THE GIFT is a domestic stalker thriller that seems very familiar from the outset. Happy successful white couple Simon (Jason Bateman, SMOKIN’ ACES) and Robyn (Rebecca Hall, THE TOWN) buy a beautiful new house in a lovely new suburb. Simon has a promising job and possible Big Promotion. They’re trying to have a baby. They quickly make new friends at work and in the neighborhood and have those sophisticated adult dinner parties with the wine and what not that I have seen in movies but am not invited to. They have a dog.
And at the store they run into a guy Simon knew way back in high school. Joel Edgerton (WARRIOR) plays Gordon Moseley, a.k.a. Gordo, a.k.a. Gordo the Weirdo. Simon says he barely knew him, but the guy seems nice enough and anxious to welcome them to town (even if it’s weird that he shows up at their house with too many gifts) and they invite him over for dinner. And he keeps wanting to be their best friend. It’s awkward, but harmless. OR IS IT?
(Harmless I mean. There is no question that it’s awkward.)
In many ways it’s a nicely prepared bowl of the traditional recipe for this kind of thing. Well acted, well photographed, tense am-I-being-watched sequences in a house with way too many windows, which Gordon even points out, bringing them a gift of window cleaner. Of course there’s disagreement between the couple, with him being insensitive about cutting off the friendship and her being maybe overly forgiving of Gordon’s social faux pas. The situation puts strain on the relationship, bringing their flaws to the surface.
And then it starts to be surprising. I didn’t expect the issue with Robyn that causes her to suddenly behave rashly and calls her perceptions into question. And revelations about the high school days and Simon’s shifting behavior start to veer the whole story in a different direction than your usual exactly-as-the-trailer-promised-but-with-a-twist-ending type of potboiler.
Note: Fargo season 1 heroine Allison Tolman plays the nice neighbor lady who becomes Robyn’s confidant. It’s not a complex role at all but she puts her big, sympathetic eyes to use. I hope she gets to be the lead again soon.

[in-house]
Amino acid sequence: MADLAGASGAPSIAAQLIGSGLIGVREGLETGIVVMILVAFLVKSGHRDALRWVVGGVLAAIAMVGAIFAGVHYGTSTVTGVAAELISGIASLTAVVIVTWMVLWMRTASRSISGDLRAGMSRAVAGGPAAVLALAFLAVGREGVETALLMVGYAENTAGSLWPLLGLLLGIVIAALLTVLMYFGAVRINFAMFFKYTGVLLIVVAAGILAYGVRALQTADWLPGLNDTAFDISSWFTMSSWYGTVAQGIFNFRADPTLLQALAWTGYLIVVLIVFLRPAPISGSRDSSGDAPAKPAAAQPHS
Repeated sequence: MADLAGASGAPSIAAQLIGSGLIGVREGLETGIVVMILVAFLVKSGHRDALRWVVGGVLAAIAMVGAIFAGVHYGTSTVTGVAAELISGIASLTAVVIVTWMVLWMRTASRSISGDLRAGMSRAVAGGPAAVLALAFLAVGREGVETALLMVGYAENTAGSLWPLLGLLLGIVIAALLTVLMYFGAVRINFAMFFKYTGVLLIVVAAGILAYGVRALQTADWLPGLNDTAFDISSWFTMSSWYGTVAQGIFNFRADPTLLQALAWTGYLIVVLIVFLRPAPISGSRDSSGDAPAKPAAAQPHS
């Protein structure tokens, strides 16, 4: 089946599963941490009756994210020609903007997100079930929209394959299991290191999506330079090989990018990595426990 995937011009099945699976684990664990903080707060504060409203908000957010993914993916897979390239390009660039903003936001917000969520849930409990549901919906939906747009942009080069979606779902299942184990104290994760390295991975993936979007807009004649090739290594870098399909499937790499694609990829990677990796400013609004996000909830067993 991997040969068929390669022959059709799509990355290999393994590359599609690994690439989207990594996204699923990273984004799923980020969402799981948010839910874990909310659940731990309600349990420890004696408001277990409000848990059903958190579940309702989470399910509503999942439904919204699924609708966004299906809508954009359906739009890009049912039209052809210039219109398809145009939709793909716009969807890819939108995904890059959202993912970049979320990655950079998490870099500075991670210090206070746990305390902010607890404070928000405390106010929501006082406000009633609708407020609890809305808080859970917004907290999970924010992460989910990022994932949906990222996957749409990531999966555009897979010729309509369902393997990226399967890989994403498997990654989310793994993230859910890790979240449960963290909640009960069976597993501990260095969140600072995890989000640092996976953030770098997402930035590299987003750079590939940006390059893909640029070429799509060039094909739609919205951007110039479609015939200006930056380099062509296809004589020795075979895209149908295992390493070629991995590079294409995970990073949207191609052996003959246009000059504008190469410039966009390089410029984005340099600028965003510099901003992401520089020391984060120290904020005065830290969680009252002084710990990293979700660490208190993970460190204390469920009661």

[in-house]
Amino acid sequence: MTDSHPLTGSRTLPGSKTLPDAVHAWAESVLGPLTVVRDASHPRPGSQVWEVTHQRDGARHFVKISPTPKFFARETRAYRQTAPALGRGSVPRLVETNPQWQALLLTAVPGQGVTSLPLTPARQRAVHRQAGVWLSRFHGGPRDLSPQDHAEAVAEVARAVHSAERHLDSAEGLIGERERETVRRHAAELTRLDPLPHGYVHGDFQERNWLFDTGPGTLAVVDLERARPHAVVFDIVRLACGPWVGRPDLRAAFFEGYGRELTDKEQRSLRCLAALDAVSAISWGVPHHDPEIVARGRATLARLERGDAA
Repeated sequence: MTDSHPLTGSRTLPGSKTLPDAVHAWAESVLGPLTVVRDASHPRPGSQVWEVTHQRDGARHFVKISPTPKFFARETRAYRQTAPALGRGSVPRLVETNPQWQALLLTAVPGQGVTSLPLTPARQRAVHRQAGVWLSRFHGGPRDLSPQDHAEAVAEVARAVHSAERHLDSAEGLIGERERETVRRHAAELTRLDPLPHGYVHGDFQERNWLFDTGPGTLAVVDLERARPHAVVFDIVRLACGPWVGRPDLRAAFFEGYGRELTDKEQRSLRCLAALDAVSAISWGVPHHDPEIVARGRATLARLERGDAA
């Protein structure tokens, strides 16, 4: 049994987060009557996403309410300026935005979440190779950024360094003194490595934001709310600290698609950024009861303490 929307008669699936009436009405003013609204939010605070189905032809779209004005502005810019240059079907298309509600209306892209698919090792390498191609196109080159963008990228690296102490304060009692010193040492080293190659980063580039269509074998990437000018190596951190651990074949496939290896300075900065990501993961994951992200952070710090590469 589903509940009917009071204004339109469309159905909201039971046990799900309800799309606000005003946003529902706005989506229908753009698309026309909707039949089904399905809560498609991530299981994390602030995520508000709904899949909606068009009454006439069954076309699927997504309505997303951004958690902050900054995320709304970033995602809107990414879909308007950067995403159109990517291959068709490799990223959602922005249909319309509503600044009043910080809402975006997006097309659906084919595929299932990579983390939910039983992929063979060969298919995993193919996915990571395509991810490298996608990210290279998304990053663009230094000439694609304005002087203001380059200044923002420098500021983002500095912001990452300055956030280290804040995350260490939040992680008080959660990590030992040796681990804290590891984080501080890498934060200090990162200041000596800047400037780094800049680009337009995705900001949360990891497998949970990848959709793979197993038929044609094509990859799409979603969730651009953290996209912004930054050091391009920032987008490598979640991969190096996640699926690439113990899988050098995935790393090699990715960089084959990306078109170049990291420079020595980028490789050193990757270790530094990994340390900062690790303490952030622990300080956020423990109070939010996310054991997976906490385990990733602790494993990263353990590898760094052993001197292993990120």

Everybody’s good, but Bateman’s the MVP, and this is a role uniquely suited to him. People might not remember this, but as a child star he was good at the entitled prick characters like Derek, Ricky’s asshole friend on Silver Spoons. He had a Travolta-in-PULP-FICTION like career resurrection when he starred in Arrested Development, where he acts as the voice of reason and audience surrogate among a family of crazies, but in any other context Michael Bluth would be kind of a jerk. Here Bateman gets to really span that stretch between audience identification and total dickishness.
I’ve been a fan of Edgerton since his supporting role in the Australian crime drama ANIMAL KINGDOM (soon to be an American TV series!?), which is also when I realized I recognized him from playing Prequel Uncle Owen. Here he’s good playing odd and difficult to read. But the impressive part is that he wrote and directed it. Recently he got Awards-talk-type-raves for his performance in the Jeff Nichols film LOVING when it played at Cannes, but THE GIFT made me think he’ll be directing some more. This is good. Remember that one time when Clint Eastwood was an actor who became a director starting with a stalker thriller?
I do have one problem with the movie, but this is HUGE ENDING SPOILER TERRITORY from here on out. After Simon has revealed himself as a total asshole – a bully both past and present, and seemingly screwing people over to get a better job – Robyn’s so disgusted with him that right after giving birth she tells him she’s leaving him. And he thinks he can fix it but he goes home and there’s a “gift” on his doorstep that reveals that after all this Gordo really is a weirdo, he’s been stalking and recording them, even drugging her and at least making it seem like he raped her and is the father of the baby (the “gift” – yuck). Set aside the very questionable (okay, there is not even a question about it) taste of the rape implication, and the logical conclusion that they could use the tape to convict him of sexual assault and science to answer the paternity question he intends to haunt Simon with, I don’t like it because the movie has gotten us excited by upending our expectations, doing something really unique, and then in the final stretch it says, “Nah, don’t worry, it is the same thing as every other movie, he is the bad guy like you assumed. And go ahead and root for the rich asshole bully to get away from the nerd whose life he ruined.”
Despite that ending, which for me deflates the whole thing right when it thinks it’s revealing Keyser Soze, this is a different and well executed enough thriller to be worth your time. If you can enjoy those ’90s twisty stalker type thrillers I recommend it.
By the way I’m not talking about the Sam Raimi one with Cate Blanchett or the one by the guy from Jane’s Addiction, I’m talking about the Joel Edgerton one. I’m not sure if that is clear.
VERN has been reviewing movies since 1999 and is the author of the books SEAGALOGY: A STUDY OF THE ASS-KICKING FILMS OF STEVEN SEAGAL, YIPPEE KI-YAY MOVIEGOER!: WRITINGS ON BRUCE WILLIS, BADASS CINEMA AND OTHER IMPORTANT TOPICS and NIKETOWN: A NOVEL. His horror-action novel WORM ON A HOOK will arrive later this year.